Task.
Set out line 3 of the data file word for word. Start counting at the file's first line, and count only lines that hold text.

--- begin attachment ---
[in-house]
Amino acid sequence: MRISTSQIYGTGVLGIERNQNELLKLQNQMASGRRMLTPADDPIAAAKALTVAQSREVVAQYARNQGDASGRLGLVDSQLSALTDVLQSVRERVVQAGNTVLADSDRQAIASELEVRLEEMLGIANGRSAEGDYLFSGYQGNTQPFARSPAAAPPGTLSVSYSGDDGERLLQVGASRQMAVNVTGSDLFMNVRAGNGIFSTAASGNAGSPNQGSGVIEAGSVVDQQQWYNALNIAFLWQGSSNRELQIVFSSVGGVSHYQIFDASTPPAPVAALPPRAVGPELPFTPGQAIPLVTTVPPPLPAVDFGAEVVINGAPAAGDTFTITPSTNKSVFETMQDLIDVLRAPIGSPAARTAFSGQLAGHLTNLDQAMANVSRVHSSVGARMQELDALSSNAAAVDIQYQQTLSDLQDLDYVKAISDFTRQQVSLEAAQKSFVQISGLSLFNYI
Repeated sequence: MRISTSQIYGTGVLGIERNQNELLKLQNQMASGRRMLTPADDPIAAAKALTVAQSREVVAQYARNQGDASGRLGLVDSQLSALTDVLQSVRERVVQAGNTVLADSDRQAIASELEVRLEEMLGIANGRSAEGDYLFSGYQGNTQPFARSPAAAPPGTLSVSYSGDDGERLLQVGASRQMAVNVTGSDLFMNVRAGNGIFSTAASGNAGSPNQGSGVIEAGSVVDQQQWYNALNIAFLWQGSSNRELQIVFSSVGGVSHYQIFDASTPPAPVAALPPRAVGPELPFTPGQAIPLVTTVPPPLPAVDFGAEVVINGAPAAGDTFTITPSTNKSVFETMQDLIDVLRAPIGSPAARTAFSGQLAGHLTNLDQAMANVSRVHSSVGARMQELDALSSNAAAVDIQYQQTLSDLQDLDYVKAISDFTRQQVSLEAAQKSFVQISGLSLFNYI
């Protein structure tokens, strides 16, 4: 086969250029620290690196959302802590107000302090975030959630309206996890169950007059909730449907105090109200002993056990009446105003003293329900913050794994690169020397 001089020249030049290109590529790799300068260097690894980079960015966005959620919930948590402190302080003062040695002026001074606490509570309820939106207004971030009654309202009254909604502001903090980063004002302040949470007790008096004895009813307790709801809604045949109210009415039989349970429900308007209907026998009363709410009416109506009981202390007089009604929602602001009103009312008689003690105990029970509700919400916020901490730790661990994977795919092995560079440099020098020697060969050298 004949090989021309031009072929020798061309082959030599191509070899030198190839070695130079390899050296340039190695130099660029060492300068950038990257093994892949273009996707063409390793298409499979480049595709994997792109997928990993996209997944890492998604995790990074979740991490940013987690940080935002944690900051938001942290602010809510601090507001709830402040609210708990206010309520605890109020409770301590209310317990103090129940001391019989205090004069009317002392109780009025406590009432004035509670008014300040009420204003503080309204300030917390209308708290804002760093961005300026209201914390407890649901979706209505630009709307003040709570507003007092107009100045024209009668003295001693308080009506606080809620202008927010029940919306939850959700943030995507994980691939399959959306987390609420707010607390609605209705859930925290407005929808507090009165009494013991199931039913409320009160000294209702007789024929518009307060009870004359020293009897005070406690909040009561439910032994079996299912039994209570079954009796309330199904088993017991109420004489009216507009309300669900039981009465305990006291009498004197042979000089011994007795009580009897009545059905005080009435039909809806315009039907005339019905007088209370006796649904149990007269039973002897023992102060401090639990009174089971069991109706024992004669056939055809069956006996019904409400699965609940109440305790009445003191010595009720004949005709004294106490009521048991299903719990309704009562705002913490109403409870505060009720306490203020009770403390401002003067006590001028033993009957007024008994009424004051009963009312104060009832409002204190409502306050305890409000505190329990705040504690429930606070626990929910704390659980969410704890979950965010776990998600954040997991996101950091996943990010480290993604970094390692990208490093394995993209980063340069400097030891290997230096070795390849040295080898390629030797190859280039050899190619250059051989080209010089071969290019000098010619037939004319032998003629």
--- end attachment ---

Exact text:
Repeated sequence: MRISTSQIYGTGVLGIERNQNELLKLQNQMASGRRMLTPADDPIAAAKALTVAQSREVVAQYARNQGDASGRLGLVDSQLSALTDVLQSVRERVVQAGNTVLADSDRQAIASELEVRLEEMLGIANGRSAEGDYLFSGYQGNTQPFARSPAAAPPGTLSVSYSGDDGERLLQVGASRQMAVNVTGSDLFMNVRAGNGIFSTAASGNAGSPNQGSGVIEAGSVVDQQQWYNALNIAFLWQGSSNRELQIVFSSVGGVSHYQIFDASTPPAPVAALPPRAVGPELPFTPGQAIPLVTTVPPPLPAVDFGAEVVINGAPAAGDTFTITPSTNKSVFETMQDLIDVLRAPIGSPAARTAFSGQLAGHLTNLDQAMANVSRVHSSVGARMQELDALSSNAAAVDIQYQQTLSDLQDLDYVKAISDFTRQQVSLEAAQKSFVQISGLSLFNYI